Topics covered include:

  • OMVIC’s role as the industry regulator;
  • Consumer rights and protections (including the information dealers must provide in advertising and contracts);
  • The danger posed by curbsiders (illegal sellers);
  • General vehicle buying tips; and
  • Understanding the buying process.

If you’re interested in having OMVIC present this seminar within your organization or community, or for more information, contact us at omvic@omvic.on.ca or by telephone at 1-800-943-6002 ext. 3342.


Steer Clear of Flood-Damaged Vehicles

If you’re currently shopping for a used car, recent weather events should have you on the alert for a danger you might not normally consider: flood-damaged vehicles.

The recent storms and resulting floods in Alberta and Ontario damaged many vehicles. While mandatory Branding Programs are in place in both provinces to keep most of these flood-damaged vehicles off the road, some are still likely to find their way back into the marketplace. As well, there may be some flood-damaged vehicles that were uninsured; these vehicles could be dried out, cleaned up, sold off or traded in by unscrupulous owners.

Flood-damaged vehicle 

Photo courtesy CTV

So what’s the big deal with flood-damaged vehicles?

Flood-damaged vehicles may have suffered from water damage to seats and carpeting but it is the unseen problems that are the most dangerous.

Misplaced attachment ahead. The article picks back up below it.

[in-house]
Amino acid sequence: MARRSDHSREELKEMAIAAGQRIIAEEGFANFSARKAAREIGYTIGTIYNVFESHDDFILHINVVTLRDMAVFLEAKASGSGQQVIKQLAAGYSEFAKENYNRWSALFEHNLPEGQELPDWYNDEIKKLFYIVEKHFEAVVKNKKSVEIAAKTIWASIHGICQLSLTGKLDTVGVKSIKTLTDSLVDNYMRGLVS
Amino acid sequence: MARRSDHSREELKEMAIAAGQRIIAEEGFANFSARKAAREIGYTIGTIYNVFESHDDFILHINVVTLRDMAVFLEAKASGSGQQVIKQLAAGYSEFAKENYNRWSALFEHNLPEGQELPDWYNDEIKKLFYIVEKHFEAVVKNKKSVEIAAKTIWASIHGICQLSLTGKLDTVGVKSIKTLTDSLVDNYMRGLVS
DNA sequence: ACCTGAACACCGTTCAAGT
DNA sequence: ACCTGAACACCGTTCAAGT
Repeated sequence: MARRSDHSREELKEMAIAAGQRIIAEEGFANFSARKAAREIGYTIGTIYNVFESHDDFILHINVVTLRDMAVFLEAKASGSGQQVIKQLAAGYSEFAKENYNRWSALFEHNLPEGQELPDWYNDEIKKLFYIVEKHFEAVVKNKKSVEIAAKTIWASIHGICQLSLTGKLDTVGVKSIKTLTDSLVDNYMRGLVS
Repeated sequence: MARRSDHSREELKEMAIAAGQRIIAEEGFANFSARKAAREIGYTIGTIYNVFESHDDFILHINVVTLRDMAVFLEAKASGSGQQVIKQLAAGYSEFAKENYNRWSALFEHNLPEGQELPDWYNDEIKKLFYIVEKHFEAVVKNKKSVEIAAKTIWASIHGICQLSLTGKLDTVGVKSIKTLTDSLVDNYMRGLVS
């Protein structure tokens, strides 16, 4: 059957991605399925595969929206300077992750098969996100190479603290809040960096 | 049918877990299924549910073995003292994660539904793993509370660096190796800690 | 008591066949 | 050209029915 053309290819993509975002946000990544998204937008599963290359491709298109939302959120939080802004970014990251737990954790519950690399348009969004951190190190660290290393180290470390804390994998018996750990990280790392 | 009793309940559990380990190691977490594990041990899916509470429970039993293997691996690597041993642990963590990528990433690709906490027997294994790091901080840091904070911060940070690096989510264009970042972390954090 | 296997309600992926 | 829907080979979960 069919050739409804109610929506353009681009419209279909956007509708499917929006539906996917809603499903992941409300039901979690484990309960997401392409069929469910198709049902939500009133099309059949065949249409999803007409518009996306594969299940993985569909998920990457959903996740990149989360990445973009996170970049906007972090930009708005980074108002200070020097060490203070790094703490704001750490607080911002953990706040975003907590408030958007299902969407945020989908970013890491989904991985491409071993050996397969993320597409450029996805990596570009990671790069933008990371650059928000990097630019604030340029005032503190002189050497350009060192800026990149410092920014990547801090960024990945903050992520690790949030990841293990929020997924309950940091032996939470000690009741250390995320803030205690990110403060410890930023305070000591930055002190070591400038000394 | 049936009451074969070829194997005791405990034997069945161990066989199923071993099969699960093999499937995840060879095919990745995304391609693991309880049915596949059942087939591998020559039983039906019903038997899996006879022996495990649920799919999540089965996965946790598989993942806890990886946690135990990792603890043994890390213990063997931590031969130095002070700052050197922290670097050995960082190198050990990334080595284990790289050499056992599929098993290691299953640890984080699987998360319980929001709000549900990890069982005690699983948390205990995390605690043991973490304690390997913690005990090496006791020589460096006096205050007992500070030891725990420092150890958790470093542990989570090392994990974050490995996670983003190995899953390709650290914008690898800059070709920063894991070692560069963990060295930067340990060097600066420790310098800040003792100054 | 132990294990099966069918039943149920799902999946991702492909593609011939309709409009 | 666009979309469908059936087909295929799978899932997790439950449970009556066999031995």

Water and sensitive electronic systems don’t mix well. Often, the corrosion caused by flood water takes months, even years to show up; but if that corrosion affects vital safety or electrical components, the results can be catastrophic: air bags might not deploy in a collision, engines could shut off at highway speeds, steering could fail – these vehicles are not safe for the road.

How do you avoid buying these vehicles?

Protect yourself. Buying from a registered dealer offers numerous safeguards; here’s how. The Motor Vehicle Dealers Act (MVDA) requires that registered dealers in Ontario provide full disclosure of a vehicle’s history, past use and current condition including:

  • if a vehicle has been branded as irreparable, salvage or rebuilt, or if it has been declared a total loss
  • if a vehicle has sustained any damage caused by immersion in water that has penetrated to the level of at least the interior floorboards”
  • if a vehicle has been registered in another jurisdiction (such as Alberta or New Jersey), and if so, where (as it may have been a flood-stricken area)
  • any other material fact ( information that, if known, could cause the buyer to change their mind about purchasing a particular vehicle)

Note: When you buy from a registered dealer, know that you are protected by OMVIC, the Motor Vehicle Dealers Act and the Motor Vehicle Dealers Compensation Fund. None of these protections apply if you do purchase from a private seller.

Visit OMVIC’s website for a complete list of all required disclosures.